African American Poetry (1870-1928): A Digital Anthology

Lucian B. Watkins, "Anita" (1907)



 Far out in the dreamy ocean, by Nature's beauty planned, 
 Lie the Islands of the Philippines — the Flower Blossom Land — 
 With flow'rs that seem most surely blown by the rainbow's magic wand. 

Their shores are kissed by the foaming waves 
that race from the dancing seas, 
As lambs that frolic in their play to their bounding gay hearts' ease — 

 They wash the Sand-beach's feet to see just how much they can tease. 
 Tall, massive, sturdy trees here stand, great sentinels of might, 
 That seem to do their faithful watch so bravely day and night; 
 One sees in these undaunted forms a sermon for the right. 

 The glowing brightness of the sun ; the chyming  of the streams ; 
 The whispers of the leafy trees as the breezes pass — It seems 
 That Nature gives one here a touch of all her fairy dreams. 
 There seems to be a misty spell o'er all the world above 
 And all below — and all around — I wonder if it's love! 
 And if it is the "sweety" kind that poets oft write of! 

  There lived in this bright picture-land, not many years ago, 
 A native maid; I'll try to make her lovely picture show 
 Before your eyes, for I am sure that you fair beauty know. 
 Anita was this maiden's name — her people called her "Nete," 
 And th' love they showered over her to her was always sweet; 
 Her happy heart shone in her hands and dainty little feet. 
 It seems as if the chestnut came and begged its leave to place 
 Within the dimples of her cheeks and o'er her pretty face 
 Its richest hue, that it might here receive her smiling grace. 

 The moonbeams gave their streaming light to her dark and wond'ring eyes, 
 They seemed to cast a flick'ring light twixt love and fond surprise 
 One moment then the next they'd droop as a wounded pansy dies. 
 But, of every touch of Nature's hand that made this beauty fair. 
 The greatest glory of them all was clustered in her hair — 
  A blending of the sunbeams' gold and th' flowing midnight air. 
 Anita loved a soldier boy, a colored youth called Bob, 
 A soldier in her land. He heard a love sigh in each sob 
 When she lisped his name the best she could — a tiny little "Vob." 
 At first Bob seemed as true in love as duty's soldier boy ;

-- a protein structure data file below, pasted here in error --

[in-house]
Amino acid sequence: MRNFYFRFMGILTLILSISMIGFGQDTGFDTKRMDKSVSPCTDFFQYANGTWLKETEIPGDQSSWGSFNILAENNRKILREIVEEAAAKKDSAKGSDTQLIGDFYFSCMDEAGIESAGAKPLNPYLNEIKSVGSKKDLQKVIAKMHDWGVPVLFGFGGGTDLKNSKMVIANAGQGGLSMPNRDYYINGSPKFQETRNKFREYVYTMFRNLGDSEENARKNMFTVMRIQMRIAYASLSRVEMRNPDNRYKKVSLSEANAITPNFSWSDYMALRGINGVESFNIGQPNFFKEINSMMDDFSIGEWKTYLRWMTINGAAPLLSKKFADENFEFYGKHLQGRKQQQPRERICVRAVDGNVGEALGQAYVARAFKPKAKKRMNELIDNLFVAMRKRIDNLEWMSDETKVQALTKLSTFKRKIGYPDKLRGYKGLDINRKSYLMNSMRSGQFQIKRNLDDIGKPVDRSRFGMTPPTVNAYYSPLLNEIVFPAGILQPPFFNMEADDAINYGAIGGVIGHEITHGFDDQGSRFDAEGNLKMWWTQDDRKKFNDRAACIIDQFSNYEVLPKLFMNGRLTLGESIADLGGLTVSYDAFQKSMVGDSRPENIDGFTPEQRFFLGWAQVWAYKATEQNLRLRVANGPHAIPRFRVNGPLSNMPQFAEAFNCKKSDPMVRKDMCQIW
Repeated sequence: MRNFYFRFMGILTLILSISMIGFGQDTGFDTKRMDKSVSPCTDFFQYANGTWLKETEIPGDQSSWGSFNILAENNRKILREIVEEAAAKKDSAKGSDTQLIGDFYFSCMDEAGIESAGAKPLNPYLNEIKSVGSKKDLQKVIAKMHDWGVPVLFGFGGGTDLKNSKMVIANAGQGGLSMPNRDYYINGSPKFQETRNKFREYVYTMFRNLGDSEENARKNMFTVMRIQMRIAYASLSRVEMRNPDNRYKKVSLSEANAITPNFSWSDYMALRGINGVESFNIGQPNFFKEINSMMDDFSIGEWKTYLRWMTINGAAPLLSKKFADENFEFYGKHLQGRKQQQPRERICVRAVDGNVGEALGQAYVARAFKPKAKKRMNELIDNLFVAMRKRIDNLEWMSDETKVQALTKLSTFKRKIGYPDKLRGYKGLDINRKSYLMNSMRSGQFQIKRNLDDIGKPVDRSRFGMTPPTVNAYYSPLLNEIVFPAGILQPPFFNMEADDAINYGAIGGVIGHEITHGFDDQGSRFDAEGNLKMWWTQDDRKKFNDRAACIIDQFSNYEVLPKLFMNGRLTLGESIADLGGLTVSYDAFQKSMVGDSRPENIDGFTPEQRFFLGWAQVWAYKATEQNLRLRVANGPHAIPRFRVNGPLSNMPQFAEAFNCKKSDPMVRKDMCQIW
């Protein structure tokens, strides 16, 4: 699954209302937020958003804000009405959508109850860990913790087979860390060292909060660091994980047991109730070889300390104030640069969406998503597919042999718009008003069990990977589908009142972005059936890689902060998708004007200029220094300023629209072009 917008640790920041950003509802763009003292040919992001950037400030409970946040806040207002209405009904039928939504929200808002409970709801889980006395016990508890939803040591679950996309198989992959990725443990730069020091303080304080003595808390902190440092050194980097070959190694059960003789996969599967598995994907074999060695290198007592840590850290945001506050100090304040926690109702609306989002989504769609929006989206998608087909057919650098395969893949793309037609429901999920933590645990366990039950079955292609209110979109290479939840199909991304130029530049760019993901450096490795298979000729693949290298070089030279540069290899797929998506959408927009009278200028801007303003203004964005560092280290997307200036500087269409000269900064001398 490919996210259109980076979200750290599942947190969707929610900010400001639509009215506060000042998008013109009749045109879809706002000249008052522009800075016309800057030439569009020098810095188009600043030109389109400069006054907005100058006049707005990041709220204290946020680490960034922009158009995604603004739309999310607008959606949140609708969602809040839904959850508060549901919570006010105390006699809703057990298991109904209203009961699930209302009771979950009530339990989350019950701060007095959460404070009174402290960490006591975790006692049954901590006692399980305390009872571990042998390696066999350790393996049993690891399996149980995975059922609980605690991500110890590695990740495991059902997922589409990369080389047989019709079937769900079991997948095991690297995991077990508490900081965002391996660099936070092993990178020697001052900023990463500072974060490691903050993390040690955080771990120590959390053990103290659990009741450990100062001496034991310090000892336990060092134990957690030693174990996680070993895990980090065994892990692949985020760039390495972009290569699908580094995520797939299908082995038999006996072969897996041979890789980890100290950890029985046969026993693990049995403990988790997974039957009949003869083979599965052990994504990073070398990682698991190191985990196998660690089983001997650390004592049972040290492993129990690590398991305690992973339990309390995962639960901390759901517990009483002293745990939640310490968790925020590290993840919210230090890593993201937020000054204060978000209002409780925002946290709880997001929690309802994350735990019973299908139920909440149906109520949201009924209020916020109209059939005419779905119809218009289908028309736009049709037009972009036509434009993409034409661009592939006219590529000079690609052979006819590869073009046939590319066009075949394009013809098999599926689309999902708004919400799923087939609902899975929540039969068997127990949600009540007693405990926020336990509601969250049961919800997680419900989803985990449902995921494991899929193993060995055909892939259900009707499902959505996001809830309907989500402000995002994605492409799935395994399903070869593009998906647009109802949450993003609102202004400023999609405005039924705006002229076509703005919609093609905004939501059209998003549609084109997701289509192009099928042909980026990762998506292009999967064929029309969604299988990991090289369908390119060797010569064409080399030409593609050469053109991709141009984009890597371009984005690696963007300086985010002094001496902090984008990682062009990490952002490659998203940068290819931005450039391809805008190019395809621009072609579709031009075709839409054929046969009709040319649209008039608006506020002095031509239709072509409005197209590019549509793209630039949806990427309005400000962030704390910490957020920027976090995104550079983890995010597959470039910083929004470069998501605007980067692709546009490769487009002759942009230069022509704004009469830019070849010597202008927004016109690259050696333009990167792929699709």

They were both happy day by day — but not w4th lasting joy! 
 For when Bob learned of her great love he made her heart his toy. 
 Time brought to Bob these sorrowing words "To America you'll return" — 
 Now on his cheeks Anita's tears fell fast; and seemed to burn  
 Their way into his dizzy brains! — Can he such love e'er spurn? 
 Oh! take me to your dear homeland, "querido," will you, please? 
 I love you and I want to go with you o'er land or seas!" 
 "I'll take you with me home, my Love," Bob smilingly agrees. 
 "Let's go before the altar, dear, within your holy church, 
 For there alone can e'er we find the tie for which we search; 
 Let's fly into one little nest on Love's exalted perch." 
 "O, is this, really, true, now, Vob? — oh! say when may we go 
 Before the altar in the church that we, by this, may show 
 The love we've cherished now so long and must so surely know?" 
 Bob named the day, then in her eyes he saw her happy heart, 
 But, lo ! the day he named to v/ed was his evasive art. 
 For on the day before he knew his home-boat would depart. 
 Time brought, at last, Anita's day and found her all prepared — 
 And at her windowFall the day she stood and looked and stared ; 
 But, Bob ne'er came to greet her there — and e'en the waves were sad! 
 Bob tried to cheer his murm'ring heart while  sailing home that day: — 
 "O, well, I could not marry th' girl," he bravely tried to say 
 But his heart rose up and choked his words in a Strang 'ling kind of way. 
 "Come eat your porridge, *Nete,' my dear, 'tis plain this man has lied." 
 " No, no, mama! O, no, papa! I cannot eat," she cried, 
 "I'll wait for 'Vob,' he'll, surely, come to claim me for his bride." 
 Day after day Anita stood and looked, but would not eat ! 
 Grief crept into her dark blue veins and coursed from head to feet ; 
 He stole her breaths of beauty that had graced her village street ; 
 And stole the moonlight from her eyes and fixed dark pools, instead, 
 Of tears so deep and still that shone a tint of evening's red — 
 Also, the cruel sorrow, too, by which her life was fed. 
 He chased the chestnut shades away and gave them to the seas ; 
 He stole the roundings of her cheeks and flung them to the breeze ; 
 And being thus so shorn of strength she sank upon her knees. 
 Thus was she found by Time, who came and brought his servant, too. 
 Death, and he bade him, "Gently take this broken hearted, true 
 And saddened, wasted love away to blossom in a new 
 And better world! away from life that's now to her so blue!" 
 "Oh, 'Nete,' please speak to us once more! we cannot let you go!" 
 Her mother, father, brothers, cried — "Don't leave us, love — oh, no!" 

 Her spirit dropped, now, in its flight, her whisper 
 "'Vob,' vou know!" 

Published in Voices of Solitude, 1907

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